31 JUL - 2021
She’s the ultimate girl next door who’s got the effortless look, down pat.
If you live in Auckland and are plugged in on the gram, you’re bound to know Laura Hadlow. From the perfectly free-flowing hair to natural makeup and chic style, she’s got the wow-factor that we all desperately desire.
Not only is beauty and style her God-given blessing, Laura has developed her platform into a business in which she collaborates with covetable brands - a dream for most Gen Z’s.
To find the fashion facts, we’ve lined up ten questions to get the know-how on dressing to trends and the things you need to know to be a successful Instagrammer.
What and where did you study? What were your dream goals at this point in your life?
I studied a Bachelor of Business and Bachelor of Communications double degree at AUT in Auckland. I knew that I loved fashion and wanted to work in fashion, so my goals were to do everything I could do to immerse myself in the industry. I worked part-time at Sass & Bide and took an internship with the Fashion PR Agency, Showroom 22.
When did you start your Instagram page? How did it evolve into the platform that it is now and at what point did you decide it would be your main job?
I started my fashion Instagram in high school, largely just posting outfits I thought were cool (at the time haha). I was never too concerned about who was following me or how many ‘likes’ I was getting - I just loved having an outlet to share my creative side. As I became more well known as a fashion blogger and got invited to work with different brands, my following grew and the ability for me to turn this hobby into something more serious became a reality.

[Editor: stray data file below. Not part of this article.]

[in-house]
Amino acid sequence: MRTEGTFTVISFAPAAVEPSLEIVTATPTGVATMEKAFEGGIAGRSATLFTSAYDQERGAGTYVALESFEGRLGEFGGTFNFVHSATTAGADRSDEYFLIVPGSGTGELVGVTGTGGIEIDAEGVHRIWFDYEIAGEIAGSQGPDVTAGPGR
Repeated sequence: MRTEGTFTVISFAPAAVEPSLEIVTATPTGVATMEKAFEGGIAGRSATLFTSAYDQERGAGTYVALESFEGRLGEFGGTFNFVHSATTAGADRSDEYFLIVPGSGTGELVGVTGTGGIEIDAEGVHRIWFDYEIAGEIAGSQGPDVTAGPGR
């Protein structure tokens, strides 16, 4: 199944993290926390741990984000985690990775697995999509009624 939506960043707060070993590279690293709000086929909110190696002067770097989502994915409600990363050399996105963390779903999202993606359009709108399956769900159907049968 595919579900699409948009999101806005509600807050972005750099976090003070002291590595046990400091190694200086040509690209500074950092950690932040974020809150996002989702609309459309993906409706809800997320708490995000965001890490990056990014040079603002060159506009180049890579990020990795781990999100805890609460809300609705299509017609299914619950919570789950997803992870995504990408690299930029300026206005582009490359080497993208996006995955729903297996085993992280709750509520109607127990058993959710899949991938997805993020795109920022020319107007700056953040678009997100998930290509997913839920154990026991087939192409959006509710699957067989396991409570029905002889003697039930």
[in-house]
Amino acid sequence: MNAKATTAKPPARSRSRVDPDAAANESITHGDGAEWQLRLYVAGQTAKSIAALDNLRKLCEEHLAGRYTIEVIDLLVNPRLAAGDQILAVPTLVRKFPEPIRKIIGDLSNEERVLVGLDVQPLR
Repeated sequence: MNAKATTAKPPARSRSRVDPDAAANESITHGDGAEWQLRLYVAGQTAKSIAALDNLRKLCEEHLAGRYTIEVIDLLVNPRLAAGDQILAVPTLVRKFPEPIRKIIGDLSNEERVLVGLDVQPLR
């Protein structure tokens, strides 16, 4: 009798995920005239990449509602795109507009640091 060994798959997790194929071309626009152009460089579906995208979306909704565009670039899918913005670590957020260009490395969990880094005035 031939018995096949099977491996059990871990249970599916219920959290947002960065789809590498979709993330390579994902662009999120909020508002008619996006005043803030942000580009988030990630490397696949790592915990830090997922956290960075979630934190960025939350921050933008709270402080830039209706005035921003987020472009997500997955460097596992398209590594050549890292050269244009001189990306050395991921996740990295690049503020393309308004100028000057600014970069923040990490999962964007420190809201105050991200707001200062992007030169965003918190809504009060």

Where and who do you get your inspiration from?
Magazines, blogs, movies and websites! Pinterest is my favourite source of inspiration, I am forever pinning to boards in all categories of my life: fashion, interiors and gastronomy. When we could travel, I also found I got a lot of inspiration from different cultures and cities I visited.
With social media, it’s no secret that high fashion has become fast fashion. How do you choose which pieces to invest in with the overwhelming abundance of options out there?
Bags, shoes and jewellery are always worth investing in, as you can wear them with any outfit and even if they fall out of fashion for a while, they’ll always come back around. In respect of clothes, I know my style and I know what I wear everyday. If there are more trendy pieces that I know I won’t wear more than a few seasons, then I will tend to look for a more affordable alternative.
A recent investment purchase I made was a pair of Prada loafers for Winter. I know that I'll love and wear them for years! and a few of my go-to designers at the moment are Christopher Esber, Maggie Marilyn, Frankie Shop, Caitlin Crisp and BLANCA.
It seems that there’s a new trend that comes out every minute - how do you decipher whether to adopt it or drop it?
I know what suits me, what I feel comfortable in and what I like. I use a combination of those elements to decide whether or not I adopt new trends. Fabric quality is also something I look into as I'm quite picky and don't like wearing anything scratchy/stiff as it's uncomfortable!
What are your styling tips when it comes to looking good on a budget? How do you mix your high/low pieces to create a full outfit?